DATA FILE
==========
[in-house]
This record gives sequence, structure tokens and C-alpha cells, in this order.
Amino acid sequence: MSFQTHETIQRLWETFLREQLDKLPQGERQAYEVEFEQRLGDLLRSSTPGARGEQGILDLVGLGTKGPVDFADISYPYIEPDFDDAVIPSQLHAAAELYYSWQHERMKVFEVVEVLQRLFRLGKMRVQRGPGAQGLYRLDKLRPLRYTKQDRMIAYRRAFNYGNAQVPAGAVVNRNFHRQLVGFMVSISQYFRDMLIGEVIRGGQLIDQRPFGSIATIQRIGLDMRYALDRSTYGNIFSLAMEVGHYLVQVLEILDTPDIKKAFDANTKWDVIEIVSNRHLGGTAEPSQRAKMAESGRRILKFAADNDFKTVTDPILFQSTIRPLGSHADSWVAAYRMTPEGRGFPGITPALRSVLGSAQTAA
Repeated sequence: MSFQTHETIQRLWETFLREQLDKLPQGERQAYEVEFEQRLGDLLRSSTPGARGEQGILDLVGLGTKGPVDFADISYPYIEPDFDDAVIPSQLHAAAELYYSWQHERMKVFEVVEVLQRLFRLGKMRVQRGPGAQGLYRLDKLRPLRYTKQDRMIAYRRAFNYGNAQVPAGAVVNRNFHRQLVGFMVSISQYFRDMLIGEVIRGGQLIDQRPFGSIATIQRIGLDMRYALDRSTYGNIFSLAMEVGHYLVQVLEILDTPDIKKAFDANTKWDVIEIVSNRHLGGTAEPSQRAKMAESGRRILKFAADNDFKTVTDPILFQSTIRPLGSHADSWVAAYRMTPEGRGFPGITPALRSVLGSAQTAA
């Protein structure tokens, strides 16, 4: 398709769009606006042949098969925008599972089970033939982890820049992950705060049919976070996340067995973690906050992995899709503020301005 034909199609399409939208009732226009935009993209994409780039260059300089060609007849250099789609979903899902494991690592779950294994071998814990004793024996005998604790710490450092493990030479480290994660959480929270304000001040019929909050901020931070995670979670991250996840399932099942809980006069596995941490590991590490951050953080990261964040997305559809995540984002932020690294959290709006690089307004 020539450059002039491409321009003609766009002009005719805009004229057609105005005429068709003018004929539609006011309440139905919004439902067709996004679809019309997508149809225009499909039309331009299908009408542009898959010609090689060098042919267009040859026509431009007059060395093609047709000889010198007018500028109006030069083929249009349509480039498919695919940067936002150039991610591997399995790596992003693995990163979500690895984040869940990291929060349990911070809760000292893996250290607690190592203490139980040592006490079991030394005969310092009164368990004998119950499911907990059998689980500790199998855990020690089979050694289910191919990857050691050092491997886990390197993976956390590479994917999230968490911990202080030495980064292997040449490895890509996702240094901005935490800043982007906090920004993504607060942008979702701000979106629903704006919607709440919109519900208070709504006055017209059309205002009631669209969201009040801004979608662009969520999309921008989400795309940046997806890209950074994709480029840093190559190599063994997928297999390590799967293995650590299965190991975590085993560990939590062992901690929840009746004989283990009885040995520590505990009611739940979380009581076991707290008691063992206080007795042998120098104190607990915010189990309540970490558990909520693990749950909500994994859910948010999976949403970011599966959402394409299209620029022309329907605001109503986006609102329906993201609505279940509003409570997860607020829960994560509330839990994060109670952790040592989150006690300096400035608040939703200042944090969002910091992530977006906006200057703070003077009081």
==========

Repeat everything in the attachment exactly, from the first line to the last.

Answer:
[in-house]
This record gives sequence, structure tokens and C-alpha cells, in this order.
Amino acid sequence: MSFQTHETIQRLWETFLREQLDKLPQGERQAYEVEFEQRLGDLLRSSTPGARGEQGILDLVGLGTKGPVDFADISYPYIEPDFDDAVIPSQLHAAAELYYSWQHERMKVFEVVEVLQRLFRLGKMRVQRGPGAQGLYRLDKLRPLRYTKQDRMIAYRRAFNYGNAQVPAGAVVNRNFHRQLVGFMVSISQYFRDMLIGEVIRGGQLIDQRPFGSIATIQRIGLDMRYALDRSTYGNIFSLAMEVGHYLVQVLEILDTPDIKKAFDANTKWDVIEIVSNRHLGGTAEPSQRAKMAESGRRILKFAADNDFKTVTDPILFQSTIRPLGSHADSWVAAYRMTPEGRGFPGITPALRSVLGSAQTAA
Repeated sequence: MSFQTHETIQRLWETFLREQLDKLPQGERQAYEVEFEQRLGDLLRSSTPGARGEQGILDLVGLGTKGPVDFADISYPYIEPDFDDAVIPSQLHAAAELYYSWQHERMKVFEVVEVLQRLFRLGKMRVQRGPGAQGLYRLDKLRPLRYTKQDRMIAYRRAFNYGNAQVPAGAVVNRNFHRQLVGFMVSISQYFRDMLIGEVIRGGQLIDQRPFGSIATIQRIGLDMRYALDRSTYGNIFSLAMEVGHYLVQVLEILDTPDIKKAFDANTKWDVIEIVSNRHLGGTAEPSQRAKMAESGRRILKFAADNDFKTVTDPILFQSTIRPLGSHADSWVAAYRMTPEGRGFPGITPALRSVLGSAQTAA
């Protein structure tokens, strides 16, 4: 398709769009606006042949098969925008599972089970033939982890820049992950705060049919976070996340067995973690906050992995899709503020301005 034909199609399409939208009732226009935009993209994409780039260059300089060609007849250099789609979903899902494991690592779950294994071998814990004793024996005998604790710490450092493990030479480290994660959480929270304000001040019929909050901020931070995670979670991250996840399932099942809980006069596995941490590991590490951050953080990261964040997305559809995540984002932020690294959290709006690089307004 020539450059002039491409321009003609766009002009005719805009004229057609105005005429068709003018004929539609006011309440139905919004439902067709996004679809019309997508149809225009499909039309331009299908009408542009898959010609090689060098042919267009040859026509431009007059060395093609047709000889010198007018500028109006030069083929249009349509480039498919695919940067936002150039991610591997399995790596992003693995990163979500690895984040869940990291929060349990911070809760000292893996250290607690190592203490139980040592006490079991030394005969310092009164368990004998119950499911907990059998689980500790199998855990020690089979050694289910191919990857050691050092491997886990390197993976956390590479994917999230968490911990202080030495980064292997040449490895890509996702240094901005935490800043982007906090920004993504607060942008979702701000979106629903704006919607709440919109519900208070709504006055017209059309205002009631669209969201009040801004979608662009969520999309921008989400795309940046997806890209950074994709480029840093190559190599063994997928297999390590799967293995650590299965190991975590085993560990939590062992901690929840009746004989283990009885040995520590505990009611739940979380009581076991707290008691063992206080007795042998120098104190607990915010189990309540970490558990909520693990749950909500994994859910948010999976949403970011599966959402394409299209620029022309329907605001109503986006609102329906993201609505279940509003409570997860607020829960994560509330839990994060109670952790040592989150006690300096400035608040939703200042944090969002910091992530977006906006200057703070003077009081």